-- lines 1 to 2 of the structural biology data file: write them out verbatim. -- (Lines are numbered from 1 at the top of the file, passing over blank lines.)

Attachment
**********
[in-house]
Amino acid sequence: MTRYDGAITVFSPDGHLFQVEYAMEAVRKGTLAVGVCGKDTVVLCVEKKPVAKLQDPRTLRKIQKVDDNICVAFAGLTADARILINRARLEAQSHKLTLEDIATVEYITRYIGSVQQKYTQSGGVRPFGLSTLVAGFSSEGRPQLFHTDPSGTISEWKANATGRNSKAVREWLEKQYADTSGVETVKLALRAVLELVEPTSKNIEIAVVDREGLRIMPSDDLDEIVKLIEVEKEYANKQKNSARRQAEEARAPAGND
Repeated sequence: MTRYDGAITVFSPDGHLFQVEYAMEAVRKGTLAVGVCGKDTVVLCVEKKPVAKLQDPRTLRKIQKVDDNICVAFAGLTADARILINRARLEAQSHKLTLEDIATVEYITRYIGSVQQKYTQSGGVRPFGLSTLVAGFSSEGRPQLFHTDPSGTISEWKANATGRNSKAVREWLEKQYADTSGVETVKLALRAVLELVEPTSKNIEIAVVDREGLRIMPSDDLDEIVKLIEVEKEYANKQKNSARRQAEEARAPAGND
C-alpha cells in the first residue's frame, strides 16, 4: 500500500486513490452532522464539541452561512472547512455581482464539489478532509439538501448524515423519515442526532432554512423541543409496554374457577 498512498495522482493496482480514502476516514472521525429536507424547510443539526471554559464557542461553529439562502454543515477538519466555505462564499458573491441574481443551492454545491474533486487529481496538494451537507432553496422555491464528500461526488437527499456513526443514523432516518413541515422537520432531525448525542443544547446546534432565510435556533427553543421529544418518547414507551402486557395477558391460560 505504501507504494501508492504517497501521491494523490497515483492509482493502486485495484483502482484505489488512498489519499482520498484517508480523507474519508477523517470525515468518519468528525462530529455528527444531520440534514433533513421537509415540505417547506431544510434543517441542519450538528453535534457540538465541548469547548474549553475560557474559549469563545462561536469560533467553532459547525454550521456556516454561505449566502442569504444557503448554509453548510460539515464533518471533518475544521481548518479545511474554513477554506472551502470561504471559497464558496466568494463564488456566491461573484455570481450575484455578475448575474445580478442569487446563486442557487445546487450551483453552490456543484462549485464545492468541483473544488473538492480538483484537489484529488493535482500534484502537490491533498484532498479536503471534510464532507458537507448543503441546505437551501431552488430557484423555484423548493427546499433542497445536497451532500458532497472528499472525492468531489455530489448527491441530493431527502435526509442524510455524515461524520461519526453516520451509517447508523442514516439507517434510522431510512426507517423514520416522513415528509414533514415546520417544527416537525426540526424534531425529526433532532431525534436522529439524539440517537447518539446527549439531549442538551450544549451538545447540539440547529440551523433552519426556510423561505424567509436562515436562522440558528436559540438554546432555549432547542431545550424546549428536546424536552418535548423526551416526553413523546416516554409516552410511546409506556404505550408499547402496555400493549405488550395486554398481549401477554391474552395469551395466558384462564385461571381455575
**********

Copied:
[in-house]
Amino acid sequence: MTRYDGAITVFSPDGHLFQVEYAMEAVRKGTLAVGVCGKDTVVLCVEKKPVAKLQDPRTLRKIQKVDDNICVAFAGLTADARILINRARLEAQSHKLTLEDIATVEYITRYIGSVQQKYTQSGGVRPFGLSTLVAGFSSEGRPQLFHTDPSGTISEWKANATGRNSKAVREWLEKQYADTSGVETVKLALRAVLELVEPTSKNIEIAVVDREGLRIMPSDDLDEIVKLIEVEKEYANKQKNSARRQAEEARAPAGND